Boycott

msc18. ‘Boycott Apartheid Gold’

Mug produced for the campaign for a boycott of South African gold.

boy17. ‘Don’t buy products of apartheid!’

After the release of Nelson Mandela in February 1990 the AAM continued to campaign for a boycott of South African goods. It argued that economic pressure was necessary to force the apartheid government to agree to genuine majority rule. This leaflet quoted Mandela, ‘Take whatever action you can to isolate apartheid’.

boy18. ‘Boycott Apartheid Gold!’

In 1990 the AAM focused on gold jewellery as part of its consumer boycott campaign. South Africa’s main trading partners banned sales of Krugerrands in the mid 1980s. As a result of the campaign, the jewellery chain Ratners agreed to remove identifiable South African gold from the jewellery sold in its shops. This leaflet was one of a series published after the release of Nelson Mandela arguing that continued economic pressure was necessary to force the apartheid government into negotiations.

boy19. ‘Stop Tourism to South Africa!’

In 1990 the AAM made tourism a major part of its consumer boycott campaign. It wrote to major British holiday companies about their policy on selling trips to South Africa. Local AA groups campaigned to persuade local travel agents to stop promoting South African holidays. In London local activists held a sit-in next to the South African Airways stall at the World Travel Market in the Olympia exhibition centre. This leaflet was published after Prime Minister Thatcher lifted Britain’s voluntary ban on encouraging tourism to South Africa. It was one of a series published after the release of Nelson Mandela.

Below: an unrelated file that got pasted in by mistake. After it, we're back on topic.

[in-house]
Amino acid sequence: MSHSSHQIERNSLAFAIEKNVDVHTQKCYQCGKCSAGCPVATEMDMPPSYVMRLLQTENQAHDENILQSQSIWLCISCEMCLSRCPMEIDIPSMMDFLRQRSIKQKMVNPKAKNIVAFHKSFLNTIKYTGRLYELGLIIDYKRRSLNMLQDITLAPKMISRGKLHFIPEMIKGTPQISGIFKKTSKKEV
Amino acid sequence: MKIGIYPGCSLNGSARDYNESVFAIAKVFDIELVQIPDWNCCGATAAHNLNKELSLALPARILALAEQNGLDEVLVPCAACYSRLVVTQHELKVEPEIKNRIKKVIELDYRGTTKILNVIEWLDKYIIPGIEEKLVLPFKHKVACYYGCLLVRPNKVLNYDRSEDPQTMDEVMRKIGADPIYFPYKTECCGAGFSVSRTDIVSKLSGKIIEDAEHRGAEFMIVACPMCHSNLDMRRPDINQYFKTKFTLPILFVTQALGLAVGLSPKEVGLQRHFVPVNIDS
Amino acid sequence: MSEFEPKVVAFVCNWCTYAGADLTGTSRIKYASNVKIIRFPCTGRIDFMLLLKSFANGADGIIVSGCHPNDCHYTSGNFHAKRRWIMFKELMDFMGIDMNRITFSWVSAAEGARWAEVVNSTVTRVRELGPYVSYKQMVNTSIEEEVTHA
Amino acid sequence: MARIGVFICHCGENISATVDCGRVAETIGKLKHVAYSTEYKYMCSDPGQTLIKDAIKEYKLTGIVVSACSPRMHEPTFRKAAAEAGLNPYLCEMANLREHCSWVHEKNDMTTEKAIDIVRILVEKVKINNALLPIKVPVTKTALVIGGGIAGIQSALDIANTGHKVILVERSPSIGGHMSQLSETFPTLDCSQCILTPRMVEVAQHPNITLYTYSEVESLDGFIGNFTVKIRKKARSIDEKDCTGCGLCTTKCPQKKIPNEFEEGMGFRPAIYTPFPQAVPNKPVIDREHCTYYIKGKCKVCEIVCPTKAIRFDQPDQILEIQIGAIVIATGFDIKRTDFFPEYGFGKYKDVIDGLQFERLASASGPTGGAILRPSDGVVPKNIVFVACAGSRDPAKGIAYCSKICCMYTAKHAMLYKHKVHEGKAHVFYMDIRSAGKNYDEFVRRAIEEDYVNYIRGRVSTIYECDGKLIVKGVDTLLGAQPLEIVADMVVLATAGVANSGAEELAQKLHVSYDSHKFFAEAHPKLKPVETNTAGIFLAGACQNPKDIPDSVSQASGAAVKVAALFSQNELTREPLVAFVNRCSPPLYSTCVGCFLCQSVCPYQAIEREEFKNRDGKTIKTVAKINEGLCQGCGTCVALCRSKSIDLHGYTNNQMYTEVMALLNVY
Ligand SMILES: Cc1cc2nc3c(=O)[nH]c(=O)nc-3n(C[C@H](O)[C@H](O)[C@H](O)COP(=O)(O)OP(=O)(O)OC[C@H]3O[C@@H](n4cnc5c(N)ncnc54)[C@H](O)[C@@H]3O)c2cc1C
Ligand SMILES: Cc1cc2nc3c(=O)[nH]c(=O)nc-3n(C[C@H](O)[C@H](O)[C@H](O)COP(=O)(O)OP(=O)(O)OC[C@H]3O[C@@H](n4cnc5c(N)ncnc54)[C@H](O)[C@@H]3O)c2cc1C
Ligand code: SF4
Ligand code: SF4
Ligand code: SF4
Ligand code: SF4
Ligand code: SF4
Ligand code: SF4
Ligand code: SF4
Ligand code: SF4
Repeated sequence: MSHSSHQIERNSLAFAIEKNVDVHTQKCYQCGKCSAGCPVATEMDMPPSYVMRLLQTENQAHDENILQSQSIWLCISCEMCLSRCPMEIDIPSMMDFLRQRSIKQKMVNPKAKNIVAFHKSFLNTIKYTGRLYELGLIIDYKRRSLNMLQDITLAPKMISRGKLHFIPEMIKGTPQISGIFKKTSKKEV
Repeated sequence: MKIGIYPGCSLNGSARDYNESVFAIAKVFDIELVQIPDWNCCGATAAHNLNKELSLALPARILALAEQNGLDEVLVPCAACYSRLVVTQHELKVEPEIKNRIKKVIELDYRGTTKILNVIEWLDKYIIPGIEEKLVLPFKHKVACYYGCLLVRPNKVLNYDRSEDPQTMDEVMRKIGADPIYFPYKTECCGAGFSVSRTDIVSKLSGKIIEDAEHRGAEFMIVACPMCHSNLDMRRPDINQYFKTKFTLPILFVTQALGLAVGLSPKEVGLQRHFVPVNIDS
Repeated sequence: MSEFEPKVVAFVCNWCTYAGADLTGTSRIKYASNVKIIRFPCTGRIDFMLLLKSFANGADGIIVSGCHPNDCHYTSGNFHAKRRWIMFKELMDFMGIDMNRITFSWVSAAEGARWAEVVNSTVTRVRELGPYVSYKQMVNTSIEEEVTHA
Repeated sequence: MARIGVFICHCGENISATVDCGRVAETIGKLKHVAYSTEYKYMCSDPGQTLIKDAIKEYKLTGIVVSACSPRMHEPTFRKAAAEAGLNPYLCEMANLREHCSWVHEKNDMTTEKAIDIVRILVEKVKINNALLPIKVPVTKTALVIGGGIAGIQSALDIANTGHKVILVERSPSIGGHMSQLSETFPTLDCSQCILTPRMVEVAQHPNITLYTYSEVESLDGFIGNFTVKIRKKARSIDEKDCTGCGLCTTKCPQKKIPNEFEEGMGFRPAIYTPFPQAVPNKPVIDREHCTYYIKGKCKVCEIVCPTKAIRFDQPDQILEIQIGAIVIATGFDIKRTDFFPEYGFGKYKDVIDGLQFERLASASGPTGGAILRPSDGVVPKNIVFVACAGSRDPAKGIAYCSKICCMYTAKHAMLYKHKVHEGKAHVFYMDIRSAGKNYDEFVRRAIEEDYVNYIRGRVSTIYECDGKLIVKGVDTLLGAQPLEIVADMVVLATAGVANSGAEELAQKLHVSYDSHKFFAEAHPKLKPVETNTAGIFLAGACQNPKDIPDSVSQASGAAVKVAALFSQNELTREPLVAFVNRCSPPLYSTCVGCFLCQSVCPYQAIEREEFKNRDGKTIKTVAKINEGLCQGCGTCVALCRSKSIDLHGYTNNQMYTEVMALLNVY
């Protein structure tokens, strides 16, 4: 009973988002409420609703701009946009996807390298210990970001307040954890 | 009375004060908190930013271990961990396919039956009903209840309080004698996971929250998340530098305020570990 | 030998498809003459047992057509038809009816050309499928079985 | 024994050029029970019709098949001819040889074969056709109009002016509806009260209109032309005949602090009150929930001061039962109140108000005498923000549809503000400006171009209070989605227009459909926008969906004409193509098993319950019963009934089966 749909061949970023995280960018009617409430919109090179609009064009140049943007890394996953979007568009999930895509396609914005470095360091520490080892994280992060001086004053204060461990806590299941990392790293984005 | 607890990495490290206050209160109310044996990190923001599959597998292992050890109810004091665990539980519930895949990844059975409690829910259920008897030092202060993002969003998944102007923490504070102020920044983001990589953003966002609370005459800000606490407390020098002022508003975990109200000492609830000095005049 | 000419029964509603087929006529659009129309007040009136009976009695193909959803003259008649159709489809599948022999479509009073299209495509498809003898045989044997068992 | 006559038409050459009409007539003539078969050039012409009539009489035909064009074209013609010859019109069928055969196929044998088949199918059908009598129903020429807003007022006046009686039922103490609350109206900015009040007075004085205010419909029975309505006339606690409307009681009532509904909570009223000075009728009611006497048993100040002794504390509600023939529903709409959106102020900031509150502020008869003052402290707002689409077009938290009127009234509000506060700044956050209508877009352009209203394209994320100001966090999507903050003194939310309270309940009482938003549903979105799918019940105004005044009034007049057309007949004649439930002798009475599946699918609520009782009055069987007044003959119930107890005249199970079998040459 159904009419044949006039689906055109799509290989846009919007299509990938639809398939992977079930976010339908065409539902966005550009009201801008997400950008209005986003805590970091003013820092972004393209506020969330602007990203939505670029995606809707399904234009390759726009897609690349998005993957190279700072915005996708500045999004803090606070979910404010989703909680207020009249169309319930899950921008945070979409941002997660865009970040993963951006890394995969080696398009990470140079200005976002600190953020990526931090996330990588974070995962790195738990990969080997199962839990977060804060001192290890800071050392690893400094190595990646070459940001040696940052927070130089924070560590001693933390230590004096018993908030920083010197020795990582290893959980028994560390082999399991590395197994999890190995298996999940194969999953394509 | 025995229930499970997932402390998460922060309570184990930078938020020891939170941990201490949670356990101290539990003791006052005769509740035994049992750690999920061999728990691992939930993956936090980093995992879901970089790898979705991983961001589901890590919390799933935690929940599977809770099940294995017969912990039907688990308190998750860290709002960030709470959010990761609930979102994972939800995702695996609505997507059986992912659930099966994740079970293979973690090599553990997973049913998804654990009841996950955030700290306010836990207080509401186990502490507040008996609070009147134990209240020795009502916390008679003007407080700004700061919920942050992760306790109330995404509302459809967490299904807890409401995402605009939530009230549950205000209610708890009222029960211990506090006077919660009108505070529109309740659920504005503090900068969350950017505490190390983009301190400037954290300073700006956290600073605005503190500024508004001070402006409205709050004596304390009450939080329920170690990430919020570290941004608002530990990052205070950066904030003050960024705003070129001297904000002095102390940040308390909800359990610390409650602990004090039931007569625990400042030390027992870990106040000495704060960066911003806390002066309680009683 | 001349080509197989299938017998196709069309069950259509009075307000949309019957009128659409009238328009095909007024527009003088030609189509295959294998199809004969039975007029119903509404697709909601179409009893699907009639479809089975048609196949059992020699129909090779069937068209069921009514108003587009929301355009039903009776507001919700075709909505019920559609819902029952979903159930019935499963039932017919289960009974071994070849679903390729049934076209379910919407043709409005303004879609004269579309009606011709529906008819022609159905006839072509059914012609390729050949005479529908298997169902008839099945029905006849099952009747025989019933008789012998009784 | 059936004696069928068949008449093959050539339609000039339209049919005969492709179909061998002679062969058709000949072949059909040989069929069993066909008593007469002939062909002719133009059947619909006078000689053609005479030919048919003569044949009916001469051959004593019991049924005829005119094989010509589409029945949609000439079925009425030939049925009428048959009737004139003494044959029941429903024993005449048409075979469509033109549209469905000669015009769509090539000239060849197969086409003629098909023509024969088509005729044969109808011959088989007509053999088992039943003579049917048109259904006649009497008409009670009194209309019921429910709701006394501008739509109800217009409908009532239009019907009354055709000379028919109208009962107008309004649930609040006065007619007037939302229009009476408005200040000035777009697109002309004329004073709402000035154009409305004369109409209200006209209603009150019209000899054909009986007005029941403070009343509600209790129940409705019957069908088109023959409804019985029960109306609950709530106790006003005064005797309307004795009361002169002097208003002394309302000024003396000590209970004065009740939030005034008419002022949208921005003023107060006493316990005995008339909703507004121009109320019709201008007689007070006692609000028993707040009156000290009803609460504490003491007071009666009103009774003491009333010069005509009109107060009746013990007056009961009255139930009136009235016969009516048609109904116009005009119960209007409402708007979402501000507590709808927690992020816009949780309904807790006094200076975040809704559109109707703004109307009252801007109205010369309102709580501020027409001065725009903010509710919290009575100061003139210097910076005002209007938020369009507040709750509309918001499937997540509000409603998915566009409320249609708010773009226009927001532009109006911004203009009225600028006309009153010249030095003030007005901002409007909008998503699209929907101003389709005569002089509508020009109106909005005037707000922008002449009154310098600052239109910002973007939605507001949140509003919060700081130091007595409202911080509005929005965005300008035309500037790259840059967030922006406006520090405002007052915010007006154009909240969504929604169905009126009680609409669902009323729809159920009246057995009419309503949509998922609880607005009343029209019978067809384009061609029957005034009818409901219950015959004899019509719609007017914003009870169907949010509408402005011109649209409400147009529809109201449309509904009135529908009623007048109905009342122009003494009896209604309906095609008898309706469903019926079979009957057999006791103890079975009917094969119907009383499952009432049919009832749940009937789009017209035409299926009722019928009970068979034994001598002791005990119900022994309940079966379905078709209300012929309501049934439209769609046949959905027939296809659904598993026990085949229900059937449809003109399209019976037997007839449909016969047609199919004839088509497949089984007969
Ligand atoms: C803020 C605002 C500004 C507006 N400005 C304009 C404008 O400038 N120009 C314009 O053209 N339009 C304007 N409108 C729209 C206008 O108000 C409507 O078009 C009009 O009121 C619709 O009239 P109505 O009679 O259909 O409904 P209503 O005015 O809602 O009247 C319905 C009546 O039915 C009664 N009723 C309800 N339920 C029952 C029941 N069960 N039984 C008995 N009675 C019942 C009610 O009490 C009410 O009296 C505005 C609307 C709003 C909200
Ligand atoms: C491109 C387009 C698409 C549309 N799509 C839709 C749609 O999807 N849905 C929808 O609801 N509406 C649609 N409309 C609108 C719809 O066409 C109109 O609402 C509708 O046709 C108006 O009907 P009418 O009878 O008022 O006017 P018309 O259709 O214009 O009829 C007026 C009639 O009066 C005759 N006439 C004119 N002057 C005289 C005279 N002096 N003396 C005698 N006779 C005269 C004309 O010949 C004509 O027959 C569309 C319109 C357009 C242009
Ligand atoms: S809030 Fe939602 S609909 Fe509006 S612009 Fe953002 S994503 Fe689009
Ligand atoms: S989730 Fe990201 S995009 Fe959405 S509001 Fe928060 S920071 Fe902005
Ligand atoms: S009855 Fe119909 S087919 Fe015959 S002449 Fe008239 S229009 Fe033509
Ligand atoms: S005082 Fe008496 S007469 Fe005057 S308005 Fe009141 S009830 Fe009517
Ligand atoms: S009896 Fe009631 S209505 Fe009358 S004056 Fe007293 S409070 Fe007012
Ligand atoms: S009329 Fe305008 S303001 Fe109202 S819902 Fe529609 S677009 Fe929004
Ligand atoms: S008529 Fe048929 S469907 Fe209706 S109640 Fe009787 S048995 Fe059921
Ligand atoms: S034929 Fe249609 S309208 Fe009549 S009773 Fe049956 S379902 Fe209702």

boy21. ‘Keep up the boycott!’

During the on-off negotiations for a new South African constitution in 1991–93, the AAM called for a constituent assembly and an interim government to oversee the transition to majority rule. This leaflet argued that continued economic pressure was necessary to force the apartheid government to agree to majority rule.

boy20. ‘Apartheid is not dead! Keep up the boycott!’

After the release of Nelson Mandela in February 1990 the AAM continued to campaign for a boycott of South African goods. It argued that economic pressure was necessary to force the apartheid government to agree to genuine majority rule. This leaflet quoted Mandela, ‘Take whatever action you can to isolate apartheid’.

boy23. ‘South African products are not sold here’

Window sticker for independent retailers who agreed not to stock South African products.

doc63. Supping with the Devil: Scotland’s Apartheid Connection

Report making the case for sanctions against South Africa and examining the role played by Scottish companies in the apartheid economy. The report reviews Scottish anti-apartheid campaigns and assesses the impact of the boycott of South African goods.